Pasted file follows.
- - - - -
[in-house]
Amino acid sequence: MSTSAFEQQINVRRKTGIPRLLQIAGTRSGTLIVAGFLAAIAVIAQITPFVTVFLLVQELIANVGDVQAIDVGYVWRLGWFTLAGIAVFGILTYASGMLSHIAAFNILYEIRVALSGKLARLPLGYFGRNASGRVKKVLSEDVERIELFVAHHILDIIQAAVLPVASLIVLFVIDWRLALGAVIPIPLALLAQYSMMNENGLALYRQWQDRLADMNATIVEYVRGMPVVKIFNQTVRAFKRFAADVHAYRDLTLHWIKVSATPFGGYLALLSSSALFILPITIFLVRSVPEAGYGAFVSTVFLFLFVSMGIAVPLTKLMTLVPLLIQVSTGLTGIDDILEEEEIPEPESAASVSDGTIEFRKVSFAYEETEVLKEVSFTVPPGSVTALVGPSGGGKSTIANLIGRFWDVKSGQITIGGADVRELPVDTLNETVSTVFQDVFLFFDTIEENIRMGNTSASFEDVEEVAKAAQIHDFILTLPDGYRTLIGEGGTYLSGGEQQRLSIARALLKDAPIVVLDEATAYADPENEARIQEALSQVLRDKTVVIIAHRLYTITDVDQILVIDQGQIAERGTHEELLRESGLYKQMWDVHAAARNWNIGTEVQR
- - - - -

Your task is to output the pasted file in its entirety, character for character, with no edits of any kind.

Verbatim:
[in-house]
Amino acid sequence: MSTSAFEQQINVRRKTGIPRLLQIAGTRSGTLIVAGFLAAIAVIAQITPFVTVFLLVQELIANVGDVQAIDVGYVWRLGWFTLAGIAVFGILTYASGMLSHIAAFNILYEIRVALSGKLARLPLGYFGRNASGRVKKVLSEDVERIELFVAHHILDIIQAAVLPVASLIVLFVIDWRLALGAVIPIPLALLAQYSMMNENGLALYRQWQDRLADMNATIVEYVRGMPVVKIFNQTVRAFKRFAADVHAYRDLTLHWIKVSATPFGGYLALLSSSALFILPITIFLVRSVPEAGYGAFVSTVFLFLFVSMGIAVPLTKLMTLVPLLIQVSTGLTGIDDILEEEEIPEPESAASVSDGTIEFRKVSFAYEETEVLKEVSFTVPPGSVTALVGPSGGGKSTIANLIGRFWDVKSGQITIGGADVRELPVDTLNETVSTVFQDVFLFFDTIEENIRMGNTSASFEDVEEVAKAAQIHDFILTLPDGYRTLIGEGGTYLSGGEQQRLSIARALLKDAPIVVLDEATAYADPENEARIQEALSQVLRDKTVVIIAHRLYTITDVDQILVIDQGQIAERGTHEELLRESGLYKQMWDVHAAARNWNIGTEVQR